Why you should probably be fixing your interest rate now

Get in touch with us
28 July 2015
Last week I was enjoying lunch with a footballer I do a lot of work with and another banker in Melbourne’s docklands.  As we enjoyed our food I half listened to their conversation about other footballers they both knew; their recent home movements, some of the developments they were doing and how some were getting on at new clubs.  Before long, my footballer friend nodded in my direction and with a smile commented, “we’ve lost him.”  It was true – for the most part I didn’t have a clue who they were talking about.  I do enjoy watching a good game of football but it’s not something I do often and I can likely name more economists and politicians than footy players.  Those that know me well won’t find this surprising as they’re used to me having my head in something about economics, or following international and domestic financial and political trends closely.  Apart from the fact that I find it a personal interest, this information impacts our own market and I’ve found it gives me a knack for picking when interest rates might be about to do a big shift (I think it likely bores some friends too when I’m excited about sharing the why!)

Spoiler alert: my hunch is we might be on the cusp of that rate change happening now.

If you’ve had your head in the finance section of the papers recently you would see that CBA and ANZ (and a few other lenders) have flagged they’re raising interest rates on loans for investment property.  The noise from and around these lenders is this rise in investor rates is a response to action by APRA (Australian Prudential Regulation Authority) who regulates the banks, superannuation funds, credit unions and a few other, not insignificant, bits and pieces.  The lenders are being urged to slow their growth in investment loans.  Fair enough, you might say, but it got me wondering.  Surely if the purpose was to lower growth in that segment, wouldn’t you simply raise rates to those new investor loans rather than smack your entire client base of investment clients with a rise to the tune of 0.3% in some cases?  Unless they have a broker who is on the ball, the majority of those existing investor clients will stay where they are, and pay significantly more for the privilege.  In short, raising rates like this doesn’t slow growth.  What it does do is increase the amount of money taken in from a lot more clients and gives a convenient justification for doing so.

This got me thinking; I remembered reading about some of the higher funding costs lenders were facing.  Combine that with a desire to raise capital, the recent rise in investor loan rates will only begin to achieve what the lenders are looking to do.  They’re going to have to raise loan rates elsewhere too – most likely everywhere.  What does this mean?  My hunch is that rates are going up.  All those home owners out there patting yourselves on your back because you don’t have an investment loan; pay attention, I’m talking about your home loan rates too.  I think all rates are going to go up in the future.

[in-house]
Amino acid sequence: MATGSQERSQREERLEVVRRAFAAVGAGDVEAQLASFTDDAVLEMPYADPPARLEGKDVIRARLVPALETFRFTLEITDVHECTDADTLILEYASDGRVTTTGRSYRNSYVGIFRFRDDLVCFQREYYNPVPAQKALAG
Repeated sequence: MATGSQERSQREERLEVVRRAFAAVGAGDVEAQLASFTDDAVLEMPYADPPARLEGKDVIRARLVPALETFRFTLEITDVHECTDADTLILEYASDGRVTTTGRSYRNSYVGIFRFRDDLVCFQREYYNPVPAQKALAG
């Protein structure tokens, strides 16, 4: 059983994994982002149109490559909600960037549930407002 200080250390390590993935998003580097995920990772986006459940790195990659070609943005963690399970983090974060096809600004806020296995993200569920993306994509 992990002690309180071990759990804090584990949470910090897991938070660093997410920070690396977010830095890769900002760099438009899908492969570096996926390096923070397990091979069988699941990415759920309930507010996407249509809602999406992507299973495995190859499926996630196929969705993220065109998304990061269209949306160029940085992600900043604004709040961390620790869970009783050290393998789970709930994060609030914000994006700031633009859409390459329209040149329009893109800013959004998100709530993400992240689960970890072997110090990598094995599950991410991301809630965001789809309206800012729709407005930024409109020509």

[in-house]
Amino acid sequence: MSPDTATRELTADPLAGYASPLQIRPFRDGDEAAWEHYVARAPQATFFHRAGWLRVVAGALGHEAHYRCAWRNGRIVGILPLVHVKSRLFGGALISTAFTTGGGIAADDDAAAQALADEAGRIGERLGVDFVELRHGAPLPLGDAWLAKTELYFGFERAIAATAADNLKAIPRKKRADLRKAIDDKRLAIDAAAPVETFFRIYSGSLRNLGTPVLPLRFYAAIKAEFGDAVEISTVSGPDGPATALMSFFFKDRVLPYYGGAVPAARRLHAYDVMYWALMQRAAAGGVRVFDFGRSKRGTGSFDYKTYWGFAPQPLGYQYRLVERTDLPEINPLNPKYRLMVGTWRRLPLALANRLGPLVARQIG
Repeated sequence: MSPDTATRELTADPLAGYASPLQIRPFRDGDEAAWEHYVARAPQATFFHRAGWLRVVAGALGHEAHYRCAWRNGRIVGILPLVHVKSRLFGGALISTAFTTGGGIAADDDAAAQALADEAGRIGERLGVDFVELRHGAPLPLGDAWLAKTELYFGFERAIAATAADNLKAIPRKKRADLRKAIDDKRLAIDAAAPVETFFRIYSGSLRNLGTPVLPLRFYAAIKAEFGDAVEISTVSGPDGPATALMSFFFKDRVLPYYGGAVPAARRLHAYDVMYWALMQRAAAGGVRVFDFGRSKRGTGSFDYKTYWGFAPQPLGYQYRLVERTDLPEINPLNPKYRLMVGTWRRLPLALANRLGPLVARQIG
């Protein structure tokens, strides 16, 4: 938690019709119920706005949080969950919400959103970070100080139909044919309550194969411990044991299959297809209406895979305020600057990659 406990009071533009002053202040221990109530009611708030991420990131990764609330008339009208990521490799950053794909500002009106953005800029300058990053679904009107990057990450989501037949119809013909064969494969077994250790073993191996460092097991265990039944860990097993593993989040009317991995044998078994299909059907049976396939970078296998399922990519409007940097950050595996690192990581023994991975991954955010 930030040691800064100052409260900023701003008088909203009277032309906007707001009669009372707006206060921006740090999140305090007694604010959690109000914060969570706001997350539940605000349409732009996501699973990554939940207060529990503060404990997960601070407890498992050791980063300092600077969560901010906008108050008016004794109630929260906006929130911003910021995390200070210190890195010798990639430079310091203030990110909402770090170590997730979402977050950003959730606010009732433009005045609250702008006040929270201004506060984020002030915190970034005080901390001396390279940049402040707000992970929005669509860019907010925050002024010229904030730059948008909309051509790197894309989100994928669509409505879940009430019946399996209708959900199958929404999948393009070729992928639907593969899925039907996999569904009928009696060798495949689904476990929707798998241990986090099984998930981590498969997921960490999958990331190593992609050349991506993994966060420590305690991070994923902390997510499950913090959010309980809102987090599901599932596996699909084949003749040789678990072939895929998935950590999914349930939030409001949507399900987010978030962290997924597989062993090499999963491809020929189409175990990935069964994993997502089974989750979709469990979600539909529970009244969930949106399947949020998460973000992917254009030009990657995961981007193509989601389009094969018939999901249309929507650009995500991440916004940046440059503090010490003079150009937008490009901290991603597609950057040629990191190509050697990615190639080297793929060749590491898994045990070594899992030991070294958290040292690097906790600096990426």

The biggest clue that tells me I might be right comes from fixed rates.  Fixed rates are not part of the normal interest rate cycle – they don’t move so much in sync with the Reserve Bank’s official interest rate.  Amongst many things, they’re a part prediction of where lenders think rates will be in the future, and as such they’re an excellent indicator to watch.  When I’m studying information that makes me think rates are going to go up significantly I look to the trend in fixed rates, they’re my canary in the coal mine.  Not so long ago, Dark Horse Financial was sourcing 3 year fixed rates from a lender with an interest rate that had a 3 in front of it.  That rate didn’t last long before it started to go up again.  5 year fixed rates have started to move a little, and there’s signs across the board that a number of lenders are creeping that fixed rate up ever so slowly.  Enough are doing it to point to a trend.  That trend is up.  But if you act fast, we can still find good value with quality lenders, offering an excellent low rate over a 3 year fixed term.

This means you have to do something; fix now and relax OR do nothing and likely pay more.  I know what I’m doing.  Get in touch to start the ball rolling now.

The information in this article is for general information purposes only. It is not intended as financial or investment advice and should not be construed or relied on as such. Before making any commitment of a financial nature you should seek advice from a qualified adviser. No material contained within this article or website should be construed or relied upon as providing recommendations in relation to any financial product.  Dark Horse Financial will only provide a recommendation on your personal situation after a detailed review of your specific circumstances and finance needs. 
The following two tabs change content below.

Jeff Suter

Managing Director at Dark Horse Financial
Jeff is a long term property investor and provides clients with both residential and commercial finance strategy for a living.

Leave a Reply

Your email address will not be published. Required fields are marked *

This template supports the sidebar's widgets. Add one or use Full Width layout.

Compare us to the Bank

Compare Now